Wazn

(2,440 words)

Author(s): Darley-Doran, R.E. | Stoetzer, W.
(a.), lit. “the act of weighing”, from wazana to weigh, to balance, cf. also mīzān [ q.v.], a balance, scales; and for weights in general, see makāzīl and mawāzin . 1. As a term of numismatics. Until the 20th century, when metallic currencies were supplanted by fiduciary money and other forms of monetary instruments, the Islamic world used gold and silver as their common medium of exchange and copper as a largely token currency. The two intrinsic qualities that governed the value of these metals as coins were the purity of their alloys and the weights at which they we…

Sikka

(10,717 words)

Author(s): Bosworth, C.E. | Darley-Doran, R.E. | Freeman-Greenville, G.S.P.
(a.), literally, an iron ploughshare, and an iron stamp or die used for stamping coins ¶ (see Lane, Lexicon , 1937). From the latter meaning, it came to denote the result of the stamping, i.e. the legends on the coins, and then, the whole operation of minting coins. 1. Legal and constitutional aspects. As in the Byzantine and Sāsānid empires to which the Arab caliphate was heir, the right of issuing gold and silver coinage was a royal prerogative. Hence in the caliphate, the operation of sikka , the right of the ruler to place his name on the coinage, eventua…

Sald̲j̲ūḳids

(46,928 words)

Author(s): Bosworth, C.E. | Hillenbrand, R. | Rogers, J.M. | Blois, F.C. de | Darley-Doran, R.E.
, a Turkish dynasty of mediaeval Islam which, at the peak of its power during the 5th-6th/11th-12th centuries, ruled over, either directly or through vassal princes, a wide area of Western Asia from Transoxania, Farg̲h̲āna, the Semirečye and K̲h̲wārazm in the east to Anatolia, Syria and the Ḥid̲j̲āz in the west. From the core of what became the Great Sald̲j̲ūḳ empire, subordinate lines of the Sald̲j̲ūḳ family maintained themselves in regions like Kirmān (till towards the end of the 6th/12th century), Syria (till the opening years of…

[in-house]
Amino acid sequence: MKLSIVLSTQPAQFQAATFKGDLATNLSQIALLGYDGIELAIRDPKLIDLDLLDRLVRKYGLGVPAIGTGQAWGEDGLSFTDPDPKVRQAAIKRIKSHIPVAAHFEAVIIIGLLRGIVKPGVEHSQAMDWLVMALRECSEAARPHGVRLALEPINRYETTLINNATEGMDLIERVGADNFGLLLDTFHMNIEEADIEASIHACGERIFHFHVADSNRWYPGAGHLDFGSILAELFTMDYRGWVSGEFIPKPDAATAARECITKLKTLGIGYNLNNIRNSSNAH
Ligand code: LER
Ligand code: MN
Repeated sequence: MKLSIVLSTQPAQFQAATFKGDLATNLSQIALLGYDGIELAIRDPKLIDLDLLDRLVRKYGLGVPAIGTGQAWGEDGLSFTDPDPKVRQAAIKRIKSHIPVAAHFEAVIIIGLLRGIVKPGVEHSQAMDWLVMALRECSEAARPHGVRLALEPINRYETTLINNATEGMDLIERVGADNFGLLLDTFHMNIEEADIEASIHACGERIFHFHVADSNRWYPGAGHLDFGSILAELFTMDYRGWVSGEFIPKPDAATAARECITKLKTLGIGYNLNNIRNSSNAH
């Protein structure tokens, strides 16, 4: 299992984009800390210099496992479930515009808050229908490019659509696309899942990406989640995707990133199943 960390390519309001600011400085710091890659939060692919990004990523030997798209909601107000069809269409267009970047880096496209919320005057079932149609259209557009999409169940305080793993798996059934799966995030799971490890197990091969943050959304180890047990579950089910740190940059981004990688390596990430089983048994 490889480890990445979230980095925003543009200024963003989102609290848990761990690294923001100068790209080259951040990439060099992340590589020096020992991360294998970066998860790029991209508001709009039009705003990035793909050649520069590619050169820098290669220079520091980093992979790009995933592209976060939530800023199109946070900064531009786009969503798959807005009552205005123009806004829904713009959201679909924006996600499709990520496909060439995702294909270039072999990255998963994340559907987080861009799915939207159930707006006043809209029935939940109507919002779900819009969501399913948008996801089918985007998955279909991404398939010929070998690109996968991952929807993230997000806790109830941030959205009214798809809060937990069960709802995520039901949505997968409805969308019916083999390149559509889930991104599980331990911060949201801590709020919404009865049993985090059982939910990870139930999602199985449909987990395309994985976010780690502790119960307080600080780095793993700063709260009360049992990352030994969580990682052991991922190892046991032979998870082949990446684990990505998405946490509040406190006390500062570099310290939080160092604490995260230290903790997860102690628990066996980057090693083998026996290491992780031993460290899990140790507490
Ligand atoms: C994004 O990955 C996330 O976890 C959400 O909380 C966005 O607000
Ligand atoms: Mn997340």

Ṣafawids

(30,242 words)

Author(s): Savory, R.M. | Bruijn, J.T.P. de | Newman, A.J. | Welch, A.T. | Darley-Doran, R.E.
, a dynasty which ruled in Persia as “sovereigns 907-1135/1501-1722, as fainéants 1142-8/1729-36, and thereafter, existed as pretenders to the throne up to 1186/1773. I. Dynastic, political and military history. The establishment of the Ṣafawid state in 907/1501 by S̲h̲āh Ismāʿīl I [ q.v.] (initially ruler of Ād̲h̲arbāyd̲j̲ān only) marks an important turning-point in Persian history. In the first place, the Ṣafawids restored Persian sovereignty over the whole of the area traditionally regarded as the heartlands of Persia for the first ti…

ʿOt̲h̲mānli̊

(47,838 words)

Author(s): Bosworth, C.E. | Kramers, J.H. | Zachariadou, E.A. | Faroqhi, Suraiya | Alpay Tekin, Gönül | Et al.
, the name of a Turkish dynasty, ultimately of Og̲h̲uz origin [see g̲h̲uzz ], whose name appears in European sources as ottomans (Eng.), ottomanes (Fr.), osmanen (Ger.), etc. I. political and dynastic history 1. General survey and chronology of the dynasty The Ottoman empire was the territorially most extensive and most enduring Islamic state since the break-up of the ʿAbbāsid caliphate and the greatest one to be founded by Turkish-speaking peoples. It arose in the Islamic world after the devastations over much of the eastern and central lands of the Dār al-Islām